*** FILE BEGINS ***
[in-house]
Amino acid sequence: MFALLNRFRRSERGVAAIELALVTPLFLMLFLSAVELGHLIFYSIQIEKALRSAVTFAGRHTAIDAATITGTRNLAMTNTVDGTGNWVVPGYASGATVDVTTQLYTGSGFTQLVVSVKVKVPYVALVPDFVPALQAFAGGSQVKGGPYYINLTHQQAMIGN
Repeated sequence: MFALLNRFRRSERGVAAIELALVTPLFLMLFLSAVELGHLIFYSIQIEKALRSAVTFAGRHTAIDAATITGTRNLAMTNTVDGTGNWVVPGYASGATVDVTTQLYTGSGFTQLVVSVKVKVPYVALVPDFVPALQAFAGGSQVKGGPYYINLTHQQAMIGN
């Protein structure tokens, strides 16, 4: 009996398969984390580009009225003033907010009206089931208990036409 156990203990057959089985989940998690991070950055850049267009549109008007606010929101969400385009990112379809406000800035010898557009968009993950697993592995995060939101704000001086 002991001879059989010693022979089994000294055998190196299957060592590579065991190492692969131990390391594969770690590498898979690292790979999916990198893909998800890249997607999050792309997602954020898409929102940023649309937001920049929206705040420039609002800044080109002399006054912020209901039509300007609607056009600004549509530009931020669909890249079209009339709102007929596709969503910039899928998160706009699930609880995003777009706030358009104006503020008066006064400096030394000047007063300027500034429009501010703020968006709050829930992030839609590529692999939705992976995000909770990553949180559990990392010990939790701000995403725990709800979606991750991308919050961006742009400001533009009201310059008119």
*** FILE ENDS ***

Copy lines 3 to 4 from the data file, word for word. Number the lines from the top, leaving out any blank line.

Repeated sequence: MFALLNRFRRSERGVAAIELALVTPLFLMLFLSAVELGHLIFYSIQIEKALRSAVTFAGRHTAIDAATITGTRNLAMTNTVDGTGNWVVPGYASGATVDVTTQLYTGSGFTQLVVSVKVKVPYVALVPDFVPALQAFAGGSQVKGGPYYINLTHQQAMIGN
């Protein structure tokens, strides 16, 4: 009996398969984390580009009225003033907010009206089931208990036409 156990203990057959089985989940998690991070950055850049267009549109008007606010929101969400385009990112379809406000800035010898557009968009993950697993592995995060939101704000001086 002991001879059989010693022979089994000294055998190196299957060592590579065991190492692969131990390391594969770690590498898979690292790979999916990198893909998800890249997607999050792309997602954020898409929102940023649309937001920049929206705040420039609002800044080109002399006054912020209901039509300007609607056009600004549509530009931020669909890249079209009339709102007929596709969503910039899928998160706009699930609880995003777009706030358009104006503020008066006064400096030394000047007063300027500034429009501010703020968006709050829930992030839609590529692999939705992976995000909770990553949180559990990392010990939790701000995403725990709800979606991750991308919050961006742009400001533009009201310059008119």